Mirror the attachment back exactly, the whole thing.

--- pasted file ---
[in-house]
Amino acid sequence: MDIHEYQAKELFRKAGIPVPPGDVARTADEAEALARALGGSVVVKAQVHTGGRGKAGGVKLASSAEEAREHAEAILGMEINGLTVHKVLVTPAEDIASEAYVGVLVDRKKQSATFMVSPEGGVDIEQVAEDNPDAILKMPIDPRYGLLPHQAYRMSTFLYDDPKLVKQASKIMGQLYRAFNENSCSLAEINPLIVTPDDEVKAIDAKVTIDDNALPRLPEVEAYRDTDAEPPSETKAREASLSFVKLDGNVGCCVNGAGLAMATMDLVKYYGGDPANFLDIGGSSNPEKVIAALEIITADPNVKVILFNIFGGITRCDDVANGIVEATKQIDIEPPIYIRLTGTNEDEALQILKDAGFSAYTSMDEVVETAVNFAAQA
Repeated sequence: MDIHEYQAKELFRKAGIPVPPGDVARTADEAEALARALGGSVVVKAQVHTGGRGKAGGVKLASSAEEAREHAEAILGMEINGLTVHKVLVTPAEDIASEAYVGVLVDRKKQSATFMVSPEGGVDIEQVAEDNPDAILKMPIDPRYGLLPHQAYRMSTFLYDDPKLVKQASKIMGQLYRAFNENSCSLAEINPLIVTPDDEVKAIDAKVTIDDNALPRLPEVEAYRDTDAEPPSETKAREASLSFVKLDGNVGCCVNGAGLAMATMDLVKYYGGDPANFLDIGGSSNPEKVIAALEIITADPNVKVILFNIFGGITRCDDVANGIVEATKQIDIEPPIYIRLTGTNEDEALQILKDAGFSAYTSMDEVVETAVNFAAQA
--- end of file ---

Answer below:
[in-house]
Amino acid sequence: MDIHEYQAKELFRKAGIPVPPGDVARTADEAEALARALGGSVVVKAQVHTGGRGKAGGVKLASSAEEAREHAEAILGMEINGLTVHKVLVTPAEDIASEAYVGVLVDRKKQSATFMVSPEGGVDIEQVAEDNPDAILKMPIDPRYGLLPHQAYRMSTFLYDDPKLVKQASKIMGQLYRAFNENSCSLAEINPLIVTPDDEVKAIDAKVTIDDNALPRLPEVEAYRDTDAEPPSETKAREASLSFVKLDGNVGCCVNGAGLAMATMDLVKYYGGDPANFLDIGGSSNPEKVIAALEIITADPNVKVILFNIFGGITRCDDVANGIVEATKQIDIEPPIYIRLTGTNEDEALQILKDAGFSAYTSMDEVVETAVNFAAQA
Repeated sequence: MDIHEYQAKELFRKAGIPVPPGDVARTADEAEALARALGGSVVVKAQVHTGGRGKAGGVKLASSAEEAREHAEAILGMEINGLTVHKVLVTPAEDIASEAYVGVLVDRKKQSATFMVSPEGGVDIEQVAEDNPDAILKMPIDPRYGLLPHQAYRMSTFLYDDPKLVKQASKIMGQLYRAFNENSCSLAEINPLIVTPDDEVKAIDAKVTIDDNALPRLPEVEAYRDTDAEPPSETKAREASLSFVKLDGNVGCCVNGAGLAMATMDLVKYYGGDPANFLDIGGSSNPEKVIAALEIITADPNVKVILFNIFGGITRCDDVANGIVEATKQIDIEPPIYIRLTGTNEDEALQILKDAGFSAYTSMDEVVETAVNFAAQA